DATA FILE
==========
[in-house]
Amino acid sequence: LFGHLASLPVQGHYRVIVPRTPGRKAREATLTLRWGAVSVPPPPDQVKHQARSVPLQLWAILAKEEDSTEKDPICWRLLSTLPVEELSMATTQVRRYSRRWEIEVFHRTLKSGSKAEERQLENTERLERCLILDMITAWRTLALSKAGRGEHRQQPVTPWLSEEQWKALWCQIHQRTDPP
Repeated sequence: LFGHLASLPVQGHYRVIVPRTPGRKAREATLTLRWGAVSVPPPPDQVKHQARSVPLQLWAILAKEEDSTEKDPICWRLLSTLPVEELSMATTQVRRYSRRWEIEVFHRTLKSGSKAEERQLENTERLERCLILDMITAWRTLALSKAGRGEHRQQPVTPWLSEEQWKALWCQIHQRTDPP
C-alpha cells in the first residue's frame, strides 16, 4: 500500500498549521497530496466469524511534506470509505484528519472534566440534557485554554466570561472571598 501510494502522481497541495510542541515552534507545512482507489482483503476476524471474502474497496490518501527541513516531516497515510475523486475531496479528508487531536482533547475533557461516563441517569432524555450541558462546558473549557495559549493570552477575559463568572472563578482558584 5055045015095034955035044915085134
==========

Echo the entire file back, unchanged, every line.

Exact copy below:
[in-house]
Amino acid sequence: LFGHLASLPVQGHYRVIVPRTPGRKAREATLTLRWGAVSVPPPPDQVKHQARSVPLQLWAILAKEEDSTEKDPICWRLLSTLPVEELSMATTQVRRYSRRWEIEVFHRTLKSGSKAEERQLENTERLERCLILDMITAWRTLALSKAGRGEHRQQPVTPWLSEEQWKALWCQIHQRTDPP
Repeated sequence: LFGHLASLPVQGHYRVIVPRTPGRKAREATLTLRWGAVSVPPPPDQVKHQARSVPLQLWAILAKEEDSTEKDPICWRLLSTLPVEELSMATTQVRRYSRRWEIEVFHRTLKSGSKAEERQLENTERLERCLILDMITAWRTLALSKAGRGEHRQQPVTPWLSEEQWKALWCQIHQRTDPP
C-alpha cells in the first residue's frame, strides 16, 4: 500500500498549521497530496466469524511534506470509505484528519472534566440534557485554554466570561472571598 501510494502522481497541495510542541515552534507545512482507489482483503476476524471474502474497496490518501527541513516531516497515510475523486475531496479528508487531536482533547475533557461516563441517569432524555450541558462546558473549557495559549493570552477575559463568572472563578482558584 5055045015095034955035044915085134